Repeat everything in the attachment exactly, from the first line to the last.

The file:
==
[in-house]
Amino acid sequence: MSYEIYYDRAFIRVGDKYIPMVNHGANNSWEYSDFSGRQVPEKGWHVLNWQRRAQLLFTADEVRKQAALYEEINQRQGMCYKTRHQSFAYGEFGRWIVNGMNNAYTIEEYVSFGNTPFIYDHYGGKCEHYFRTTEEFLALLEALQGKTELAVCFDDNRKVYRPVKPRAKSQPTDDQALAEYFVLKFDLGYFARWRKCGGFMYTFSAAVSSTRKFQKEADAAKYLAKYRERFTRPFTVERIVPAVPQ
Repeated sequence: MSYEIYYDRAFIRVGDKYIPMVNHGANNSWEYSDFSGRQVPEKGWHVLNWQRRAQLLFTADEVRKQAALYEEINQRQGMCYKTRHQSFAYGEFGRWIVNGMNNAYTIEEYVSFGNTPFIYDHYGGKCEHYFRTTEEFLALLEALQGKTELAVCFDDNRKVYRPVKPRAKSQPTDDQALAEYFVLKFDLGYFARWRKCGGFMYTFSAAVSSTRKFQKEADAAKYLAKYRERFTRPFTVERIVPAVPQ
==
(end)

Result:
[in-house]
Amino acid sequence: MSYEIYYDRAFIRVGDKYIPMVNHGANNSWEYSDFSGRQVPEKGWHVLNWQRRAQLLFTADEVRKQAALYEEINQRQGMCYKTRHQSFAYGEFGRWIVNGMNNAYTIEEYVSFGNTPFIYDHYGGKCEHYFRTTEEFLALLEALQGKTELAVCFDDNRKVYRPVKPRAKSQPTDDQALAEYFVLKFDLGYFARWRKCGGFMYTFSAAVSSTRKFQKEADAAKYLAKYRERFTRPFTVERIVPAVPQ
Repeated sequence: MSYEIYYDRAFIRVGDKYIPMVNHGANNSWEYSDFSGRQVPEKGWHVLNWQRRAQLLFTADEVRKQAALYEEINQRQGMCYKTRHQSFAYGEFGRWIVNGMNNAYTIEEYVSFGNTPFIYDHYGGKCEHYFRTTEEFLALLEALQGKTELAVCFDDNRKVYRPVKPRAKSQPTDDQALAEYFVLKFDLGYFARWRKCGGFMYTFSAAVSSTRKFQKEADAAKYLAKYRERFTRPFTVERIVPAVPQ